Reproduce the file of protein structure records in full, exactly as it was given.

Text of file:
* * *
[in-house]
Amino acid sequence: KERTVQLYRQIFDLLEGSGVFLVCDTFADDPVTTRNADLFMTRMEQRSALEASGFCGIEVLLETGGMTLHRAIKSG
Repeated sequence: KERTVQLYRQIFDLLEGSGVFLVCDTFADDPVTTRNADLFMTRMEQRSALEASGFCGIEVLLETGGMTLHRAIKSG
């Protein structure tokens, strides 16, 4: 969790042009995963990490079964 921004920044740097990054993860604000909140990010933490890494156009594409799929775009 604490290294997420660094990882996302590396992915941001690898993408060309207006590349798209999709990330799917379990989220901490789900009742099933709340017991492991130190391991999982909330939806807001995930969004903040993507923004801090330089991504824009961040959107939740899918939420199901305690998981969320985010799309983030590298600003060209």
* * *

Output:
[in-house]
Amino acid sequence: KERTVQLYRQIFDLLEGSGVFLVCDTFADDPVTTRNADLFMTRMEQRSALEASGFCGIEVLLETGGMTLHRAIKSG
Repeated sequence: KERTVQLYRQIFDLLEGSGVFLVCDTFADDPVTTRNADLFMTRMEQRSALEASGFCGIEVLLETGGMTLHRAIKSG
């Protein structure tokens, strides 16, 4: 969790042009995963990490079964 921004920044740097990054993860604000909140990010933490890494156009594409799929775009 604490290294997420660094990882996302590396992915941001690898993408060309207006590349798209999709990330799917379990989220901490789900009742099933709340017991492991130190391991999982909330939806807001995930969004903040993507923004801090330089991504824009961040959107939740899918939420199901305690998981969320985010799309983030590298600003060209």